July 14, 2023
Jacki Hart If you find yourself asking why you don’t have enough profit at the end of every year, you’re not alone. Many small business entrepreneurs (under $10M in revenue) work very hard on the operations and sales sides of their business, keeping all of the balls in the air to ensure customers receive great service and bills get paid on time. Often, working ‘in’ the business trumps working ‘on’ the business. Herein lies the problem.

We all gravitate to do what we prefer. Most entrepreneurs lean away from ‘the numbers’ and the nitty-gritty decisions that build a healthy balance sheet (and bank account). While operational excellence is important, unfortunately, neither the balance sheet nor overhead recovery factors can perform at their best when left on autopilot.

What the heck is ‘overhead recovery’ (OHR)? It’s the act of making sure that the company’s ‘fixed costs’ are fully recovered in the prices charged to customers for products and services. Notice I said that it’s the ‘act’ of recovering costs. It doesn’t happen automatically, and unless you intentionally add the right percentage to your Cost of Goods Sold (COGS), plus a margin for profit (see last month’s column) into the price you charge customers, you will always fall short of the money you’d hoped to make.

For most entrepreneurs, the business and the value that’s built into it over the years is often their plan to fund their retirement. Whether planning to develop a business for sale, or for making additional acquisitions, taking on partners, or franchising — eventually, the track record of profit and assets acquired determines the value of the business, and how comfortably you can retire. So to get there from here, overhead recovery (OHR) and Return on Investment (ROI) are important.

We commonly refer to numbers on the Profit and Loss (P&L) statement as either ‘above the line’ or ‘below the line’. The ‘line’ is Gross Profit. Gross Profit is calculated from the numbers ‘above’ it on the P&L: Sales minus the Cost Of Goods Sold (materials, equipment, field/billable labour, subcontractors) = Gross Profit.

Depending on how your accountant has set up your chart of accounts, you may have to do a bit of fiddling around with numbers to be able to compare your COGS, Gross Profit and OH Expenses on the P&L (income statement) with the industry standards method. Accountants typically put field labour into ‘expenses,’ below the (gross profit) line. If you want to benchmark alongside your peers, you’ll need to move labour above the line.

Everything in ‘overhead expenses’ should be ‘fixed’ — and not proportionate to sales. Here are a few examples of overhead expenses: rent, utilities, communications (phones, internet, software), small tool purchases, shop expenses, business insurance, professional services, bank charges, management and admin salaries, and vehicles (not billable in the field). Note that truck lease expenses aren’t in this list. If you have one or two trucks leased, it’s okay to include them and their related costs here in ‘overhead’ for a SORS (Single Overhead Recovery) method ‘below the line’. If either your trucks or equipment are financed, their loans will appear only on the balance sheet. If you have a larger fleet, all field trucks, equipment and their related costs should be reported ‘above the line’ in Cost Of Goods Sold.

Let’s use an example on calculating OHR: If sales are $700,000 (100 per cent of revenue), COGS are $455,000 (65 per cent of revenue) and Overhead Expenses (including the owner’s salary or income) are $175,000 (25 per cent of revenue), then profit would be $70,000 (10 per cent of revenue).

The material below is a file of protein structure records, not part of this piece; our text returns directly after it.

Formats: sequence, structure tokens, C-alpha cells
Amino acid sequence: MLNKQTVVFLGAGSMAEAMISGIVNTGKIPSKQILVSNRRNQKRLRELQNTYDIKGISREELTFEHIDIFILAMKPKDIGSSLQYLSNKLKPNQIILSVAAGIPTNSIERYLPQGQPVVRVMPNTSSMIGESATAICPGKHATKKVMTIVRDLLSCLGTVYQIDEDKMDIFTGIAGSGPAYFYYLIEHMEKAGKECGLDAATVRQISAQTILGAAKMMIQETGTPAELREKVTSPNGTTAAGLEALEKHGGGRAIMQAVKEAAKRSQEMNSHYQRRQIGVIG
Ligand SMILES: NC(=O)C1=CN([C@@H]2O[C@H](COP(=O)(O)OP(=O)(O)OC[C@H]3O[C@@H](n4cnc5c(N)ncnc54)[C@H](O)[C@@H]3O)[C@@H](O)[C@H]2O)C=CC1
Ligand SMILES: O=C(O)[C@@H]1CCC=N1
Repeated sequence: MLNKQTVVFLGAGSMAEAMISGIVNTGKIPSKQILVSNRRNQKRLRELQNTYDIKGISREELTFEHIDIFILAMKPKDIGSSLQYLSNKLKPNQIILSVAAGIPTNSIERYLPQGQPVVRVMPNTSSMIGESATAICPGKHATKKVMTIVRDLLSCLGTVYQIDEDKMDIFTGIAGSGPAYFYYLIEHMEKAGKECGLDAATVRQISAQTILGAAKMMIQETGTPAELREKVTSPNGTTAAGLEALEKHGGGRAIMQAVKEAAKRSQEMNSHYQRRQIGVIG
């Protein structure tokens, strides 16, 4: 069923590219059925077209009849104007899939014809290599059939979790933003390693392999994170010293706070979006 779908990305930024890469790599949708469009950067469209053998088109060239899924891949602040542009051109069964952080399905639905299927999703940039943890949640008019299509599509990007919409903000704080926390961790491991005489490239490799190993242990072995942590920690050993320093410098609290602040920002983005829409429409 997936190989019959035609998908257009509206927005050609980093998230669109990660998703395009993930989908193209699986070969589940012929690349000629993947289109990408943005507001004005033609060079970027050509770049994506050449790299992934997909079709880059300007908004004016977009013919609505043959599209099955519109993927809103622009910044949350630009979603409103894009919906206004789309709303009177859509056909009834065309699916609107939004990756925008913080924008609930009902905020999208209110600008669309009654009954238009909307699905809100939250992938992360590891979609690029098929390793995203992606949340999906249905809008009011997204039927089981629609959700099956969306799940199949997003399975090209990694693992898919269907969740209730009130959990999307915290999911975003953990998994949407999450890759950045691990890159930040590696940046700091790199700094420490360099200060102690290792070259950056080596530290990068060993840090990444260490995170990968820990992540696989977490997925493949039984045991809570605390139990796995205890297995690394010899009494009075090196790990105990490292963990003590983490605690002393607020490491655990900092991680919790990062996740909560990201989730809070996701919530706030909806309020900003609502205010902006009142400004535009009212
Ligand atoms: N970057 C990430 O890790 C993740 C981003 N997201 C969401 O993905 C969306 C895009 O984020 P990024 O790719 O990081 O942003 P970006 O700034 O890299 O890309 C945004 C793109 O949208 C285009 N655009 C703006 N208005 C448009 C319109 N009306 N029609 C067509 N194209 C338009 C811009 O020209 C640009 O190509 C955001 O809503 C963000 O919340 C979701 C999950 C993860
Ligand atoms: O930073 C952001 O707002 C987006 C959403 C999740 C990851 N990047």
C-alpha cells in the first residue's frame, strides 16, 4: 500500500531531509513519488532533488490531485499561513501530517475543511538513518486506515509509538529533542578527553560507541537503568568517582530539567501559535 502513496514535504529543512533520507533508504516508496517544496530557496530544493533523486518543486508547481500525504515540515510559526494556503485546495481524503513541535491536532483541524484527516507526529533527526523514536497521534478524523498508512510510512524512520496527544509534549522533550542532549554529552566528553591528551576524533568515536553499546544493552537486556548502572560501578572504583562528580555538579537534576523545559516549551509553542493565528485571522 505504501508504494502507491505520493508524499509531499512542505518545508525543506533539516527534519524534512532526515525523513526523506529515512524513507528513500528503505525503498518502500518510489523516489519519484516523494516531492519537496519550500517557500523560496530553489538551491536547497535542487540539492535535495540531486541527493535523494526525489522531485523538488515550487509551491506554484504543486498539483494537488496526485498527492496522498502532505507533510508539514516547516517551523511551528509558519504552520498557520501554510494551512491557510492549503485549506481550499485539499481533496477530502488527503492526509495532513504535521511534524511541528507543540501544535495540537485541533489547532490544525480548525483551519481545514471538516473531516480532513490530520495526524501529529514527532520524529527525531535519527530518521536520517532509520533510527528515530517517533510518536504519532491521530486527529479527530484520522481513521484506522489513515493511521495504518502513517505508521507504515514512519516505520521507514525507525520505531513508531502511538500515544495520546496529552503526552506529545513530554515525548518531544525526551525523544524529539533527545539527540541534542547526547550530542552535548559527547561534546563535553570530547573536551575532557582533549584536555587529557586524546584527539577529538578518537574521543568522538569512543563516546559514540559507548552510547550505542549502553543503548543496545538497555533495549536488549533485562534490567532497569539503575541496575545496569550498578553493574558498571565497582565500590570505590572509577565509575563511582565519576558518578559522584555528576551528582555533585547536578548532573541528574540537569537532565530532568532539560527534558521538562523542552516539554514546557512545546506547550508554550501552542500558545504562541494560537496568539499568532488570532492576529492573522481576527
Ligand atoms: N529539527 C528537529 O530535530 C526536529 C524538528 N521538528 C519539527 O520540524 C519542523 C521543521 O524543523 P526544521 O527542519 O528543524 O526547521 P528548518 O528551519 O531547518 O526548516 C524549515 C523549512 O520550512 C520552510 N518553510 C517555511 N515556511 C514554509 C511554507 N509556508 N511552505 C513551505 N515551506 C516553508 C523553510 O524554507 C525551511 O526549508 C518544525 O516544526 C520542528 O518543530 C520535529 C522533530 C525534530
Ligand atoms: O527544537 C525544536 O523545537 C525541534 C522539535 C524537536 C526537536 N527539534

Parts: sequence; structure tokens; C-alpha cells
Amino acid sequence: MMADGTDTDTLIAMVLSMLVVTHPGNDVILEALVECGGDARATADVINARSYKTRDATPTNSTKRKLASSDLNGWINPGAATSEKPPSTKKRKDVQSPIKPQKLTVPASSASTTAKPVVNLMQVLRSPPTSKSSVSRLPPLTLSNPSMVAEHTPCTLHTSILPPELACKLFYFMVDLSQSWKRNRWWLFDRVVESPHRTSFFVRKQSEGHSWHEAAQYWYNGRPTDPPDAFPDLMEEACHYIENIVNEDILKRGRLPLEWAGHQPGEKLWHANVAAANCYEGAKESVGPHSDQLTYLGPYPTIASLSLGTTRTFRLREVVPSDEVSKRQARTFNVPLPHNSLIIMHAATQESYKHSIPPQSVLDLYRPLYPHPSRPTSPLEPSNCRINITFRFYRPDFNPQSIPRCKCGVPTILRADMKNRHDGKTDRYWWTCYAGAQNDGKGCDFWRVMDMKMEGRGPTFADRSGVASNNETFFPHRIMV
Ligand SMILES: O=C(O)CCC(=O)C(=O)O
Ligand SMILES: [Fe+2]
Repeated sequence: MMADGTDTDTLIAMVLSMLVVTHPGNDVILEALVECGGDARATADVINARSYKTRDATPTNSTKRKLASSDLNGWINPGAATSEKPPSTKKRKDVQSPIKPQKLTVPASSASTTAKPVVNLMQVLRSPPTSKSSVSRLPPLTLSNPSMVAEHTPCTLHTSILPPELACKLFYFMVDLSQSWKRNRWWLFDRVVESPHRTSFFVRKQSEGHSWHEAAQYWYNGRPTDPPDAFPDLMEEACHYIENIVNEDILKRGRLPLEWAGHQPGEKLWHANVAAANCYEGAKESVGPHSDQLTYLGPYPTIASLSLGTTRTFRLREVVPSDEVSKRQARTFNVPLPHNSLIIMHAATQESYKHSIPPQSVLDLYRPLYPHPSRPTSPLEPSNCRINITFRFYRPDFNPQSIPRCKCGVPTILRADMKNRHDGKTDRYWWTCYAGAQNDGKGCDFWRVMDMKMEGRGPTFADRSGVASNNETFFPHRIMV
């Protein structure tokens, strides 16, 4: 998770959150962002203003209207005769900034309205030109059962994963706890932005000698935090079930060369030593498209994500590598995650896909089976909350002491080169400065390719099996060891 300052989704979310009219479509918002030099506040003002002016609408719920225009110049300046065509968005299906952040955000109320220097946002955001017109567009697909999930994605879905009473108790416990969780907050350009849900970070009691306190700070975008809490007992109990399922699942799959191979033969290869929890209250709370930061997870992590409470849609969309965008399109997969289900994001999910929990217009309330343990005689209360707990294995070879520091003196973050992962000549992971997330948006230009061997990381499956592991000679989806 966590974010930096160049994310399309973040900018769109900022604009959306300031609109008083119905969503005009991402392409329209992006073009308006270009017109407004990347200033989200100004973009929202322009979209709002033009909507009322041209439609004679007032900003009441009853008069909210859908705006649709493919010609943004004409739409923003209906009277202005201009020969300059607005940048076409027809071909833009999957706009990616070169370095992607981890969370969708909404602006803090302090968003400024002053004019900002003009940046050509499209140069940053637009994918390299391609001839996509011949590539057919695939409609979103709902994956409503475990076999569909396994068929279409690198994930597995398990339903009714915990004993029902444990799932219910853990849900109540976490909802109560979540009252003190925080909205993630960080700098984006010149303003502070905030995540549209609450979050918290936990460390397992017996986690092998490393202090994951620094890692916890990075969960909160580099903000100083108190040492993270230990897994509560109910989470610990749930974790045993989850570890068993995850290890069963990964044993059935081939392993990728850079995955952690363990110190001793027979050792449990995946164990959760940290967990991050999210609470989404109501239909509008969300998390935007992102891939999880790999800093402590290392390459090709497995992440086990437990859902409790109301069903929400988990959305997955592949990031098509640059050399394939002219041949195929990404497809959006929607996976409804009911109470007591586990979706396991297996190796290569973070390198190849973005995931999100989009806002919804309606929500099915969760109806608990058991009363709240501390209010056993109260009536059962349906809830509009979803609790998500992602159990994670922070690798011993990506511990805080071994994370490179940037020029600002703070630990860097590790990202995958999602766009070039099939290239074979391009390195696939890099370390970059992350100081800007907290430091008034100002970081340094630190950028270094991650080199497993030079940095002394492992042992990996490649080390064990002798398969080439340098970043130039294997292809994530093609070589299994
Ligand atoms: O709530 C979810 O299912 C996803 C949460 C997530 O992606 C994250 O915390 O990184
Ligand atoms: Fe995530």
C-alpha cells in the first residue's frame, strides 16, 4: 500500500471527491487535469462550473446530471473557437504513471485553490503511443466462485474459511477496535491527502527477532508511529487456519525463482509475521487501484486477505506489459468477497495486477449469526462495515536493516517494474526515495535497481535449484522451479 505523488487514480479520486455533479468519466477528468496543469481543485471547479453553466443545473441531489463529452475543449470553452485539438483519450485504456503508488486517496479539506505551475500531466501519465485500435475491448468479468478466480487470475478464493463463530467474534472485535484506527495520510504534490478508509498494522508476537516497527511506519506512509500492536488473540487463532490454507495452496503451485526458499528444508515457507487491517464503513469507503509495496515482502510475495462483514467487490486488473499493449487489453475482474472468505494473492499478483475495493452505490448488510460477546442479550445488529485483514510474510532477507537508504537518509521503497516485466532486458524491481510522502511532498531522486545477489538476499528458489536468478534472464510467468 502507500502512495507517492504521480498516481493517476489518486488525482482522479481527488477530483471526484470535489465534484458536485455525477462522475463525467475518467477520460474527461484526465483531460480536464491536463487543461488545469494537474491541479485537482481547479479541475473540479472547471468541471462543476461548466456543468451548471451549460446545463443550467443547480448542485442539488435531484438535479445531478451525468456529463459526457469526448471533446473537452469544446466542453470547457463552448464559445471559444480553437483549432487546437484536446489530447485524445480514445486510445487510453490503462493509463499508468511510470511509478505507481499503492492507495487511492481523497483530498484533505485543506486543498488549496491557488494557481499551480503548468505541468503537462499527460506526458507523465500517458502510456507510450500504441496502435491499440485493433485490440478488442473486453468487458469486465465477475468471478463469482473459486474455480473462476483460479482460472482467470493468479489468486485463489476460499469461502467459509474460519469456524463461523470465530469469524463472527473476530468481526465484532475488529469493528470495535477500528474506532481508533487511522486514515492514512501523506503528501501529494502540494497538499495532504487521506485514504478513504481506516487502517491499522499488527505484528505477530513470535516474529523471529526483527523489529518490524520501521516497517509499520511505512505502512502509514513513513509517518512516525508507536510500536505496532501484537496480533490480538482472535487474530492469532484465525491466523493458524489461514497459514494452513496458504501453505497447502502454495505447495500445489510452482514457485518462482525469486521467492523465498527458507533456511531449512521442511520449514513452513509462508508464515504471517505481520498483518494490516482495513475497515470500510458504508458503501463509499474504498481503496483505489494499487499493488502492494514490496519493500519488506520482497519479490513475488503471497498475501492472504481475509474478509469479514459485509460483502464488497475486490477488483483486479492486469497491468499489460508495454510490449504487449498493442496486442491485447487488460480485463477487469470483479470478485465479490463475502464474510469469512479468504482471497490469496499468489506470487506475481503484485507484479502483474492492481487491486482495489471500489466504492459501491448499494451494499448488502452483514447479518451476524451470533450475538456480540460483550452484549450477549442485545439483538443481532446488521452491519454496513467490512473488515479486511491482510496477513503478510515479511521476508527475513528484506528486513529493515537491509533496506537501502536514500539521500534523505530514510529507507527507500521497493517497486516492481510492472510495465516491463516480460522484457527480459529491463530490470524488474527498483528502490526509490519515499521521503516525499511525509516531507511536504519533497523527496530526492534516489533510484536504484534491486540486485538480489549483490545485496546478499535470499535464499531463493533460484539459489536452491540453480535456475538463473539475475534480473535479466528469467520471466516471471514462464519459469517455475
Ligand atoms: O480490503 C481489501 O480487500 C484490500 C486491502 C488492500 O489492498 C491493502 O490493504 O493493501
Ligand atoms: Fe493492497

So here’s the calculation in this example to price a contract that includes recovering overhead:
Let’s say the Cost of Goods Sold for a soft landscape installation is $2,500 and you want to make 15 per cent profit after recovering all of your overhead. Using the JPL formula I explained in last month’s column (refresh your memory: gfl.me/hbzK), here’s the answer:

$2,500 divided by 0.75
(100% revenue - 25% overhead expenses which is 75% or 0.75) = $3,300.
This is your break-even cost.

Now let’s add your desired profit of 15 per cent:
$3,300 divided by 0.85
(break-even cost divided by 0.85 which
is 100% - 15% or 85%) = $3,882.35.
This is your price to your customer.

If you use the incorrect, but commonly deployed markup method, your price to your customer would be $2,500 x 1.25 (incorrectly adding 25 per cent overhead recovery) = $3,125 break-even price x 1.15 (incorrectly adding 15 per cent profit), your price would be $3,593.75. This would have left $288.60 in the customer’s pocket instead of yours. So, on $2,500 worth of labour, materials, etc., if you don’t properly recover overhead and profit margin, you have fallen short of your profit projections for the end of the year by almost $300 bucks.

Many of you reading this might be glazing over, and you might not have actually read the numbers, thought about them and tried it on your own calculator to see if there’s a typo. And you might not yet have tested this out on your own P&L against your own quotes. I encourage you to suck it up and try.

If you are falling short of your goals, then please reread this, plus my last column which you can find at gfl.me/hbzK . Use your budget for the year, and at the very least, if you don’t have one, then use your Quickbooks Profit and Loss Statement to get your total Overhead Expenses as a percentage of the total sales from last year, and make necessary adjustments to forecast your best guess on how things will turn out this year for Overhead Expenses as a percentage of sales this year.

Recover your company overhead in every charge-out hourly rate, and every material or subcontractor cost you incur on a job. You work hard. You’ve earned it. You just might be lousy at math.

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Jacki Hart CLM
Prosperity Partners Program Manager